Akanksha Shelat It’s not like other cultures and places don’t practice psychotherapy. You know, if you go to East Asia, they have a version. If you go to South Asia, there’s another version.I think in North America we sometimes have that perspective that, you know, the way we do it is the way that works, and that’s not necessarily true. And so what we have done is we’ve built a network of over 70 different experts that we work with globally. These are experts that have actually spent their whole lives in that demographic, learning from that demographic, not just, oh, this is what’s prevalent, but this is how, how they see mental health.
Whether that’s the language that they use around mental health or what are some interventions that actually work in those spaces.
Dr. Alika Lafontaine Research supports the thesis that there is a gap that needs to be closed between the needs of culturally diverse populations and culturally specific mental health care. For example, Toronto’s Centre for Addiction and Mental Health, otherwise known as CAMH, notes that South Asians have relatively high rates of anxiety and mood disorders, but they are 85% less likely to seek treatment for those challenges when compared to other Canadians. CAMH has found that using culturally informed approaches to therapy, which they call culturally adapted CBT, have more positive results than traditional CBT. Working and studying in the psychotherapy field, Dalia saw this type of groundbreaking work being done.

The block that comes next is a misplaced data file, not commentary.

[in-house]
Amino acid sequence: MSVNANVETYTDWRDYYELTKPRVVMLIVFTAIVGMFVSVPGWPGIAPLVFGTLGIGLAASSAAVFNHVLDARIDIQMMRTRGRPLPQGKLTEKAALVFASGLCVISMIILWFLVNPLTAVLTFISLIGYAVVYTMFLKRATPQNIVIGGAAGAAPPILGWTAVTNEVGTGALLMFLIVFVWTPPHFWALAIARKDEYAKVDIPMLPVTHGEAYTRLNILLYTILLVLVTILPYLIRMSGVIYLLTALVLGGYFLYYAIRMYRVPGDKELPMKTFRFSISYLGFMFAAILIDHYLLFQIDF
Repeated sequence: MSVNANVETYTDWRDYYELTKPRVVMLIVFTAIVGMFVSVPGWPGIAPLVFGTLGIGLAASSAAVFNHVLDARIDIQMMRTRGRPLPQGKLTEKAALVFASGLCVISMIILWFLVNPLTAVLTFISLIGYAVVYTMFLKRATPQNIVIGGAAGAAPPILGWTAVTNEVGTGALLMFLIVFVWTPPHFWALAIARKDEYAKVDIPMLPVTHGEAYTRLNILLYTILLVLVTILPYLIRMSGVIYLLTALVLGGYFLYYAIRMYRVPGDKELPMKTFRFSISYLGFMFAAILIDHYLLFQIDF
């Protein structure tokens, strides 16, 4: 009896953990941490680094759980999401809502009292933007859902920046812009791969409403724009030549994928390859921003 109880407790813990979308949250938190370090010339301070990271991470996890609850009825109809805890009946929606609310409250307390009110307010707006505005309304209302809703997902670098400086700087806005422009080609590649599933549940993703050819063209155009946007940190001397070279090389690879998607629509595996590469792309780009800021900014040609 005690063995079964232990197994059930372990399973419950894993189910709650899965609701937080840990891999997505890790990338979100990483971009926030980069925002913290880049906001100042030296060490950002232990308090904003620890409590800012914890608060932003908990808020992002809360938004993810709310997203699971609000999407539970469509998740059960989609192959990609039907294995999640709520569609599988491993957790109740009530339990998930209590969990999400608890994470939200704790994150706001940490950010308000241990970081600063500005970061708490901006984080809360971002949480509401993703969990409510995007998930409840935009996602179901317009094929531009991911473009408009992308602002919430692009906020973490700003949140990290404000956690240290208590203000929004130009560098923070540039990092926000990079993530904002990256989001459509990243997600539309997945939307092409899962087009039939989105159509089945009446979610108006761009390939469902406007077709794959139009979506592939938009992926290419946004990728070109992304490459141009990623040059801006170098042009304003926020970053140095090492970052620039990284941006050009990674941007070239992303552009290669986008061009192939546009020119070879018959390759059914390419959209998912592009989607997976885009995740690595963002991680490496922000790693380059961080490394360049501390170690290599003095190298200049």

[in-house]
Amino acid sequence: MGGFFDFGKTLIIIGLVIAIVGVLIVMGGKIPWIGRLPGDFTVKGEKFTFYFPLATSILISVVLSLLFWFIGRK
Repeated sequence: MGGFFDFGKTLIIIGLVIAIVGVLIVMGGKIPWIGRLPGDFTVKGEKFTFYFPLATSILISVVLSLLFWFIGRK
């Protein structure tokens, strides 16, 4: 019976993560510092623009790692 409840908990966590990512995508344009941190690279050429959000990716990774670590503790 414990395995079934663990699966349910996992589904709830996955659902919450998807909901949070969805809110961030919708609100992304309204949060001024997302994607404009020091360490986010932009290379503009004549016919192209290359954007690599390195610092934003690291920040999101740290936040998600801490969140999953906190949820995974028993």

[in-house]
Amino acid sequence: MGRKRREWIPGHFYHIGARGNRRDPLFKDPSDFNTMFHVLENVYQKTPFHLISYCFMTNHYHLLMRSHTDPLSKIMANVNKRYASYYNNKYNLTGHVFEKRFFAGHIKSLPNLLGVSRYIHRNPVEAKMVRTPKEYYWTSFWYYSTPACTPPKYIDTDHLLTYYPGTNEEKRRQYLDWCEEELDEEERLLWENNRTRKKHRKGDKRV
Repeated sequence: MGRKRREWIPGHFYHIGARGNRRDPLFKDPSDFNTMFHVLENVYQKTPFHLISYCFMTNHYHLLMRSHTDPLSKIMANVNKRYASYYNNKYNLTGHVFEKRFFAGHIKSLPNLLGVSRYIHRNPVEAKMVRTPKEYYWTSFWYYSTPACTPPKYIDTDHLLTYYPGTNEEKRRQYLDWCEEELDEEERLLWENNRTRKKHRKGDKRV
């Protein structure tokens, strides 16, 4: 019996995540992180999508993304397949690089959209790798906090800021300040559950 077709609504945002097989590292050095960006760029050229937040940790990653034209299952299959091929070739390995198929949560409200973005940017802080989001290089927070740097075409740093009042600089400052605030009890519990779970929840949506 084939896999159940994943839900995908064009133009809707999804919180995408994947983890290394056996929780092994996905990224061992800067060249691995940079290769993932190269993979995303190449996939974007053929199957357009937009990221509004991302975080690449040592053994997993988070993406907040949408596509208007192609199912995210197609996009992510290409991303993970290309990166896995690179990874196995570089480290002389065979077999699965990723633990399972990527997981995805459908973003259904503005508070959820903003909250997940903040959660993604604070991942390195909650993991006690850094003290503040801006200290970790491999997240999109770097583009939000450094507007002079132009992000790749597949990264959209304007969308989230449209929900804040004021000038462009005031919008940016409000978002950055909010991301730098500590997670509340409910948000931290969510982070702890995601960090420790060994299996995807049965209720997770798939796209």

Dalia Ahmed Coming across culturally adapted resources has been kind of a mind blowing experience where I was like, whoa, like, why do we not have this everywhere? Why? Like, this is why people don’t access therapies because they don’t get resources that speak to them in the way that they understand and communicate and live life.Maybe there is a way to make scalable change through this approach in a way where you can include, you know, diversity, you can include different voices and you can make it a collective efficacy approach that can really serve a diverse set of people.